For Tuberculosis Thursday, we want to tell a bit of the story of Jean Monaghan, and share an exciting new donation to the collection in her honor. Jean was a patient at Stony Wold Sanatorium in the 1940s. She was a talented artist, and her time as a patient instilled in her a love of nature and an appreciation for its healing benefits. After her successful cure, she pursued a career in apparel design, and continued to create art for pleasure. When she died, she left behind more than 100 paintings, drawings, and photographs from her lifelong love of the arts.
While Jean did not discuss the details of her illness while she was alive, her nephew Philip recognized her in a photograph at Stony Wold in the American Experience documentary, the Forgotten Plague. This chance moment led to a visit in 2018 to the Saranac Laboratory Museum to find out more about her time as a patient, and a connection with Historic Saranac Lake. This winter, Philip generously donated a portfolio of 10 pieces that Jean painted while curing, including this self-portrait at right. We are hard at work rehousing and cataloging these fascinating paintings, but we couldn't wait to share a peek at them. Stay tuned for more on Jean's life and the works she produced at Stony Wold!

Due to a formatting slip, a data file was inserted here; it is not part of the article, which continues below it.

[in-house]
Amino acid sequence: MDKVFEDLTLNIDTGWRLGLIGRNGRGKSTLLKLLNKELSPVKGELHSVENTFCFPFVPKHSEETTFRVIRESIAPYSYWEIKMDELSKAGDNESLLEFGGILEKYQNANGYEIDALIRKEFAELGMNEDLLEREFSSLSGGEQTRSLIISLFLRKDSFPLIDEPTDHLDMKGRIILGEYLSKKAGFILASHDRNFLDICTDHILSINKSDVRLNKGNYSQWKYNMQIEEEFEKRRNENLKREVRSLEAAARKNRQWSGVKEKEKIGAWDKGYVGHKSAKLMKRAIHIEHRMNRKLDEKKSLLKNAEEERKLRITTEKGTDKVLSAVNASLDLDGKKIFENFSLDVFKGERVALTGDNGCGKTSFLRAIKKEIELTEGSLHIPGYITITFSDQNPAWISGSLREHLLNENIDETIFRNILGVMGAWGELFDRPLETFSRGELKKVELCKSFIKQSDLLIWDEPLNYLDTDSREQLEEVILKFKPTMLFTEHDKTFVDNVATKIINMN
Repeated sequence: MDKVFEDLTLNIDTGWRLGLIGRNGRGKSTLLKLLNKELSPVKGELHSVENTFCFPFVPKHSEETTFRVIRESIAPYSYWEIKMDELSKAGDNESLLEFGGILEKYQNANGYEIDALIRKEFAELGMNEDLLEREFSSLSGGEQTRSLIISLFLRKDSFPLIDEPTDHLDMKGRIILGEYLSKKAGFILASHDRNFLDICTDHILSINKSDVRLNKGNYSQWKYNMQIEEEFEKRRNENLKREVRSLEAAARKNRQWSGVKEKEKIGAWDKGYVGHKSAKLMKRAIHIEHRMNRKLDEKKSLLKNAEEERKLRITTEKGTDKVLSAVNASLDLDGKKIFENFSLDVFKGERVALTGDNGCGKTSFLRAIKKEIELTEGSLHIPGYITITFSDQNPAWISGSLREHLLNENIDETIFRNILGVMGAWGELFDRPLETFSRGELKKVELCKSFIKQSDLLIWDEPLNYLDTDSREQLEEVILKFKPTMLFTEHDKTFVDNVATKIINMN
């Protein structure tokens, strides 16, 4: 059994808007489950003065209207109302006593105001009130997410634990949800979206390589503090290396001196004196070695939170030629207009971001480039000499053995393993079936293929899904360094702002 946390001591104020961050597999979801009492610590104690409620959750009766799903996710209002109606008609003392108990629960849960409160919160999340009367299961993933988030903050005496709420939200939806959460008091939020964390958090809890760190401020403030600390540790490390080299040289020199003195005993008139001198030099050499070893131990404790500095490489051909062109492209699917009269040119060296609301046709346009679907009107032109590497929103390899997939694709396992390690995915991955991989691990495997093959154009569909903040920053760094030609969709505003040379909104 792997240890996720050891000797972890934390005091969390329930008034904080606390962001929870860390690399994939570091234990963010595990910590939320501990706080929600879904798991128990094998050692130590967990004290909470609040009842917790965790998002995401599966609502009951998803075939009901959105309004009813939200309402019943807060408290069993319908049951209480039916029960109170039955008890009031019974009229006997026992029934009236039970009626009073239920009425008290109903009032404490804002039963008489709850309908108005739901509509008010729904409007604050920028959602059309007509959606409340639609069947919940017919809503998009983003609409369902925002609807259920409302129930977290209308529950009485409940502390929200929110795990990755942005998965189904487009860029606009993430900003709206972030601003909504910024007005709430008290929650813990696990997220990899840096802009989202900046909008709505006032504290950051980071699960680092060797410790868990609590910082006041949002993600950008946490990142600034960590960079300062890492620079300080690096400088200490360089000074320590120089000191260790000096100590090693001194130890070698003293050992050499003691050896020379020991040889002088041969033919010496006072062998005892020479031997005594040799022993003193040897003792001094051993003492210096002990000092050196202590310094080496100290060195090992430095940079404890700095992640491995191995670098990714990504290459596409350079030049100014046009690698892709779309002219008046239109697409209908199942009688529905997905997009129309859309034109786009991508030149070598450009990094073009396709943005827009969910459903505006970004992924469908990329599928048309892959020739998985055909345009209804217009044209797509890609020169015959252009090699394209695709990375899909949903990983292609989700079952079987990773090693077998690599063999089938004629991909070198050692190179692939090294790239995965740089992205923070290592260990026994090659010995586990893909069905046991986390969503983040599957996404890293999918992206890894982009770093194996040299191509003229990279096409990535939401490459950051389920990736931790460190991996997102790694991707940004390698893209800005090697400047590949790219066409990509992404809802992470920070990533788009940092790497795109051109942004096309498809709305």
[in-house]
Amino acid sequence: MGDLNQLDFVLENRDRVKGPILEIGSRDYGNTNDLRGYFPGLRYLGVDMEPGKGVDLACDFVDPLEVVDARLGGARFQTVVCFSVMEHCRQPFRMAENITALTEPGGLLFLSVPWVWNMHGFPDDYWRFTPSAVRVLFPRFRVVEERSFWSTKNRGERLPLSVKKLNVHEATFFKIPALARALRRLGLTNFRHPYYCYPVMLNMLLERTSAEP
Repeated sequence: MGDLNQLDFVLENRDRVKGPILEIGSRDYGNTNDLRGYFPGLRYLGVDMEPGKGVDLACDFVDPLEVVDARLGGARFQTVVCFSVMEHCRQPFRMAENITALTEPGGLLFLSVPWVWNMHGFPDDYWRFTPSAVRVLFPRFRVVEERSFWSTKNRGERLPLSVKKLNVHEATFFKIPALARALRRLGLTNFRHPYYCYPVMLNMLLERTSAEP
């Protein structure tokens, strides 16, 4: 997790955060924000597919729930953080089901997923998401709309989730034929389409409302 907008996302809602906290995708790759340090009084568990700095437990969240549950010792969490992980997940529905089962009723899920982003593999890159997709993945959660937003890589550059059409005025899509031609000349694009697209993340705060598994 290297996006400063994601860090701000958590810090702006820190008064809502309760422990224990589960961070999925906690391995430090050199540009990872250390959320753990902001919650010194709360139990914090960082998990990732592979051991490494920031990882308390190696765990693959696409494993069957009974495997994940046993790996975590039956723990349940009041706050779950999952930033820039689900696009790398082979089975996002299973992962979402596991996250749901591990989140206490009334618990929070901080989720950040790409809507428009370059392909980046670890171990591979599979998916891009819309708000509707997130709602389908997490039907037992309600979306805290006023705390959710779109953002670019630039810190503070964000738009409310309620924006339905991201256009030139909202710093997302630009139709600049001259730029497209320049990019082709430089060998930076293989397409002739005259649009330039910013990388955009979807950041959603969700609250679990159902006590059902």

[Photograph of two of Jean Monaghan's paintings; one landscape showing the water tower at Stony Wold, and one self-portrait. Photograph of Jean Monaghan and her parents and siblings during a visit at Stony Wold, 1940s. Historic Saranac Lake Collection, TCR 671. Courtesy of Philip Monaghan, in memory of Jean Monaghan, 1923-2011.]
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